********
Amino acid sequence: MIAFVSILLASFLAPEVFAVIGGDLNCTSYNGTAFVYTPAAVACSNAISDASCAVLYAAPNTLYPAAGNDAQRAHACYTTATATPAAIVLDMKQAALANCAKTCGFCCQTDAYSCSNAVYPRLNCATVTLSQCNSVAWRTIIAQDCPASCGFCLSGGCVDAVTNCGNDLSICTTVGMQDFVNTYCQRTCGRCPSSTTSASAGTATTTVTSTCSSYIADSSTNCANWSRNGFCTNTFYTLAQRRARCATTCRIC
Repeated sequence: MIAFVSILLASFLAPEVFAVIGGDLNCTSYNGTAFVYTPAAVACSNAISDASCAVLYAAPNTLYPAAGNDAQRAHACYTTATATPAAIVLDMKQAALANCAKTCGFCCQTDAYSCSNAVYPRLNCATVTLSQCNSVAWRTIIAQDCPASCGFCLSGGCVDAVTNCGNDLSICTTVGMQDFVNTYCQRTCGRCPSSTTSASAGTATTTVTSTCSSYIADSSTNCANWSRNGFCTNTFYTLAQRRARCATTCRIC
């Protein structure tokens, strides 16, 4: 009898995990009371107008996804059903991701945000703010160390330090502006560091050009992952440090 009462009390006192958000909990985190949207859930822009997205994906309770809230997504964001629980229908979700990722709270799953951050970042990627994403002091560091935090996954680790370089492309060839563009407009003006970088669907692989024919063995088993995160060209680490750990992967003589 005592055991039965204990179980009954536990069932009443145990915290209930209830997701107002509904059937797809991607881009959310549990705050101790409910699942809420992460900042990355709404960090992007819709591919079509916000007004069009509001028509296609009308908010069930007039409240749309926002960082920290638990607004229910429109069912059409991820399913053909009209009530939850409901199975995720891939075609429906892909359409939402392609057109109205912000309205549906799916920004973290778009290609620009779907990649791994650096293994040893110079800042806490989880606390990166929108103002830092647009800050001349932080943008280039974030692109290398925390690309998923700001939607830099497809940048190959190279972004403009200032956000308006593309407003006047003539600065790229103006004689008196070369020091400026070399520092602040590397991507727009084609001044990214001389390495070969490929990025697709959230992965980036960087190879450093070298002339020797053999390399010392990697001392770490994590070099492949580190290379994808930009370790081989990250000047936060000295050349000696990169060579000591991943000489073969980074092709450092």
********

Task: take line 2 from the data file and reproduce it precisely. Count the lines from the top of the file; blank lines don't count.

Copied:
Repeated sequence: MIAFVSILLASFLAPEVFAVIGGDLNCTSYNGTAFVYTPAAVACSNAISDASCAVLYAAPNTLYPAAGNDAQRAHACYTTATATPAAIVLDMKQAALANCAKTCGFCCQTDAYSCSNAVYPRLNCATVTLSQCNSVAWRTIIAQDCPASCGFCLSGGCVDAVTNCGNDLSICTTVGMQDFVNTYCQRTCGRCPSSTTSASAGTATTTVTSTCSSYIADSSTNCANWSRNGFCTNTFYTLAQRRARCATTCRIC